We do a lot of work that is ‘informal learning’ with the emphasis on fun, but still educational. We have free creative workshops for families in school holidays, fun days like Bristol’s Brilliant Archaeology at Blaise, take part in Festival of Nature, and much more. 

Learning doesn’t stop with children, either. Every time anyone visits a museum they are learning. There are totally unique learning experiences on offer, like have-a-go days on our trains and cranes, and programmes of talks and lectures which are wildly eclectic. 

What research do museums do/are they a part of?  

Bristol Museums facilitates research from academics, scientists, and creatives all the time, from high profile figures like historian, writer and professor, David Olusoga and academic, TV presenter and author Alice Roberts to early career artists and students.  

Biologists and environmental scientists use our biology collections, for example, to help understand how local species have changed or disappeared over the centuries and where that change might be heading as the climate warms.  

Our butterfly and moth collections are particularly valuable in this respect, and we have started involving the public in helping to digitise the vast numbers of specimens.  

We have been involved in research with institutions in Jamaica about the scientifically significant Broughton Herbarium (pressed plant collection), and locally exploring its legacies through community work, artists, and historians. 

Our geology collections draw researchers from around the world and support exciting new scientific discoveries. Recent examples include new species of fossil insects and gigantic ichthyosaurs that could be the largest ever marine reptiles.  

The collections also support research into under-represented histories, such as palaeontologist Mary Anning and how her work was used by Bristol scientists but not properly acknowledged.   

In 2025, we hope to launch a new natural sciences research space to support this kind of work and make it more accessible to students and citizen scientists. 

Both universities regularly draw on our collections, and you can find some accounts of students' research on our website blog, such as: 

Decorated wall fragments from the funerary temple of Mentuhotep II in Bristol Museum & Art Gallery | Bristol Museums

Decolonising the Bristol Archives catalogue | Bristol Museums

We regularly loan out items, particularly art works, to national and international exhibitions and art historians use our collections online and visit our stores. We have hosted many artist research residencies and drawing trips in our stores and archives.  

Bristol Archives, of course, is a treasure trove for researchers of all levels and backgrounds, from those making their family trees to professional historians and programme-makers.  

What value do museums bring to the local area?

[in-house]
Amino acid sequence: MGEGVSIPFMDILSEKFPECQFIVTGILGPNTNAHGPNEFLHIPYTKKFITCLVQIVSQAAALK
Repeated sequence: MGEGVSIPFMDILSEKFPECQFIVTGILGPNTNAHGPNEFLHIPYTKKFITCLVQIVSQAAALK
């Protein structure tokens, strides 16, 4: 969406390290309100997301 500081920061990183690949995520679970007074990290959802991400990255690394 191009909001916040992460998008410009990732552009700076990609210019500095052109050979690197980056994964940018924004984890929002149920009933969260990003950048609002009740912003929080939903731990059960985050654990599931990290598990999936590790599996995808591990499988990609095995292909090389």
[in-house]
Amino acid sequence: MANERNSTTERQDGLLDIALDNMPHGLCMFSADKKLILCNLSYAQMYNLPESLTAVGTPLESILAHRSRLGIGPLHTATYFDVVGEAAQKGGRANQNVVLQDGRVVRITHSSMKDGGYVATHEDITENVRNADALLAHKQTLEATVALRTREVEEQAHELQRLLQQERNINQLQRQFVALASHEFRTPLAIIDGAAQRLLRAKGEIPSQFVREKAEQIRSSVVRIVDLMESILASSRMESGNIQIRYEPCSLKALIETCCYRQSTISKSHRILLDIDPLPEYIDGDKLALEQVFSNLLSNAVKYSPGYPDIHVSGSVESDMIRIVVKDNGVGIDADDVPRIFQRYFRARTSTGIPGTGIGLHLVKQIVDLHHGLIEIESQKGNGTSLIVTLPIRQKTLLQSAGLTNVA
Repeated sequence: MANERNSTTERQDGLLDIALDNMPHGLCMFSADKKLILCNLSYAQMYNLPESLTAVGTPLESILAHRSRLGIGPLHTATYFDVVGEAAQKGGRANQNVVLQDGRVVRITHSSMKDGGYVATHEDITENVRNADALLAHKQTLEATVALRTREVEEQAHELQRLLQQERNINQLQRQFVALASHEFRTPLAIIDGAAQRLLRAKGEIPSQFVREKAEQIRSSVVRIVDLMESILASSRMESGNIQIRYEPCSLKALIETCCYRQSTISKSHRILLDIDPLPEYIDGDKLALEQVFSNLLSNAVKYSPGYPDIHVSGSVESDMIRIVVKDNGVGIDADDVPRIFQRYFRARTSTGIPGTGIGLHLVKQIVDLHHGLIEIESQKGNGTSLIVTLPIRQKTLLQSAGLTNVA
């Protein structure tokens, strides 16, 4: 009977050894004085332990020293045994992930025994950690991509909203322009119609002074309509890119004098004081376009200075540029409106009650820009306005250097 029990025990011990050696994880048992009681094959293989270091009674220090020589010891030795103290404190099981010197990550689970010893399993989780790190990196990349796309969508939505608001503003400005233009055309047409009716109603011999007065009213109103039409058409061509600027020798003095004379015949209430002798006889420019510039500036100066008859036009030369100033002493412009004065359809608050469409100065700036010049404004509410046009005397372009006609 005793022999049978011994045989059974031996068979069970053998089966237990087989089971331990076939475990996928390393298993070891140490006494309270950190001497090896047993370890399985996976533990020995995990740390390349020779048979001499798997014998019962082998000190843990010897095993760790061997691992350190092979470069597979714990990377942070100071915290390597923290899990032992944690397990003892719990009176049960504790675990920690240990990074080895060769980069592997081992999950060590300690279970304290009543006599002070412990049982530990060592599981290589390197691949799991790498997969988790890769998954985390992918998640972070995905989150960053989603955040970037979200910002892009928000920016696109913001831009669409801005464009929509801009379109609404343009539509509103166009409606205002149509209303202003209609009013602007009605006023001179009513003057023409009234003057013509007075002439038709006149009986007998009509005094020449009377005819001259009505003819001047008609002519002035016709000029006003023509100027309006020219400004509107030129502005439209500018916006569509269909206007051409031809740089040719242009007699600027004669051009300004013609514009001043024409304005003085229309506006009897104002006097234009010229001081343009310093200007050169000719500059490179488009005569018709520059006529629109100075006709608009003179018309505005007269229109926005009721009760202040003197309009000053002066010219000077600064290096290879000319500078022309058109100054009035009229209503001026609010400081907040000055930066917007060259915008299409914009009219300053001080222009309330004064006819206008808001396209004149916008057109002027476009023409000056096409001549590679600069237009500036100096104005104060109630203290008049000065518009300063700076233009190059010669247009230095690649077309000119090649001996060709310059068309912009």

Museums like these play a big part in the tourism ecology of the city and region. We are one of the reasons people come to the city, attracting more than 750,000 visitors annually.  

When people come here, they spend money and help sustain the local economy.  

The international nature of the collections held here also enable conversations and connections globally, sustaining ‘Brand Bristol’ as a destination for inward investment and R&D. 

What do you value most about the museums in the region?  

The variety, the way we work together within the city and across the South West, the way we are open to collaboration with universities and businesses, and the way we continually connect with communities across the city. 

We also value and appreciate the way that we can provide sanctuary, safety, a warm place to be and for people to explore on repeated visits.  

There is an incredible array of museums in the region, we are so lucky to have them. Most of them are supported in some capacity by Museums Development South West which is also in our portfolio.  

In Bristol there is the fantastic SS Great Britain and Brunel Museum, RWA, Glenside Hospital Museum, Aerospace Bristol and many more including smaller private and community-led ones like the Kingswood Heritage Museum and the Stradling Collection. In Bath there are tons too: the Roman Baths of course, the exquisite Holburne Museum, Victora Art Gallery, Fashion Museum, East Asian Art, the American Museum and more. And the wider South West is home to gems such as the quirky Museum of Witchcraft and Magic in Boscastle.  

How can local businesses get involved? 

So much of the amazing work Bristol Museums does is made possible by working in partnership with local and regional business. The Bristol Initiative is all about partnership and making our city and region a better place by working together. If you are interested in how your business can partner with Bristol Museums, we would love to talk.  

You can email development@bristol.gov.uk to organise a coffee and chat in one of our lovely museums and historic houses any time. Check out our website for more information: Involve your company | Bristol Museums

Thank you to our current Corporate Members and Exhibition Sponsors.